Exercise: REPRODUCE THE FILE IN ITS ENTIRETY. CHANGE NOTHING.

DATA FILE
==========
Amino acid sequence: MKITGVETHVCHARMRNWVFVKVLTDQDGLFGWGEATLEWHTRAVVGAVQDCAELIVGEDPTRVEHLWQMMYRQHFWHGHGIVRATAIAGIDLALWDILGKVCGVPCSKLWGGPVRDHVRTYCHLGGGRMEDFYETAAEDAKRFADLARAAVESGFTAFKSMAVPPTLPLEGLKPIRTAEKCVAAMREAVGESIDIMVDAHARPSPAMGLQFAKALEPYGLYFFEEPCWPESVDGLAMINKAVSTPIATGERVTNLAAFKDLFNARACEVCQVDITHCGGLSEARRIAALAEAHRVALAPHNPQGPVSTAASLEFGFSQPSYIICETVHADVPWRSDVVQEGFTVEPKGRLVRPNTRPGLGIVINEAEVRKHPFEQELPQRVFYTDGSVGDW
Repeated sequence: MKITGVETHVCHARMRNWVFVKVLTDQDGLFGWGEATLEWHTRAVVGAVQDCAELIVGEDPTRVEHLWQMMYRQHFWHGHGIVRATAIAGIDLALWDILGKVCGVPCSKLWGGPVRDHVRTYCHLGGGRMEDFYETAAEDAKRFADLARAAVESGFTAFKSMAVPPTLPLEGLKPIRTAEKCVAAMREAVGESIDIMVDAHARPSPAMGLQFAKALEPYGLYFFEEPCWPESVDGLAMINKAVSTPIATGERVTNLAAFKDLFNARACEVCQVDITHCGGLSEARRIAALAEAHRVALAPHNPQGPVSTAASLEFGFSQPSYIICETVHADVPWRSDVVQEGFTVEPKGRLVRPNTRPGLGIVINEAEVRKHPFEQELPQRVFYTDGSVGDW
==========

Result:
Amino acid sequence: MKITGVETHVCHARMRNWVFVKVLTDQDGLFGWGEATLEWHTRAVVGAVQDCAELIVGEDPTRVEHLWQMMYRQHFWHGHGIVRATAIAGIDLALWDILGKVCGVPCSKLWGGPVRDHVRTYCHLGGGRMEDFYETAAEDAKRFADLARAAVESGFTAFKSMAVPPTLPLEGLKPIRTAEKCVAAMREAVGESIDIMVDAHARPSPAMGLQFAKALEPYGLYFFEEPCWPESVDGLAMINKAVSTPIATGERVTNLAAFKDLFNARACEVCQVDITHCGGLSEARRIAALAEAHRVALAPHNPQGPVSTAASLEFGFSQPSYIICETVHADVPWRSDVVQEGFTVEPKGRLVRPNTRPGLGIVINEAEVRKHPFEQELPQRVFYTDGSVGDW
Repeated sequence: MKITGVETHVCHARMRNWVFVKVLTDQDGLFGWGEATLEWHTRAVVGAVQDCAELIVGEDPTRVEHLWQMMYRQHFWHGHGIVRATAIAGIDLALWDILGKVCGVPCSKLWGGPVRDHVRTYCHLGGGRMEDFYETAAEDAKRFADLARAAVESGFTAFKSMAVPPTLPLEGLKPIRTAEKCVAAMREAVGESIDIMVDAHARPSPAMGLQFAKALEPYGLYFFEEPCWPESVDGLAMINKAVSTPIATGERVTNLAAFKDLFNARACEVCQVDITHCGGLSEARRIAALAEAHRVALAPHNPQGPVSTAASLEFGFSQPSYIICETVHADVPWRSDVVQEGFTVEPKGRLVRPNTRPGLGIVINEAEVRKHPFEQELPQRVFYTDGSVGDW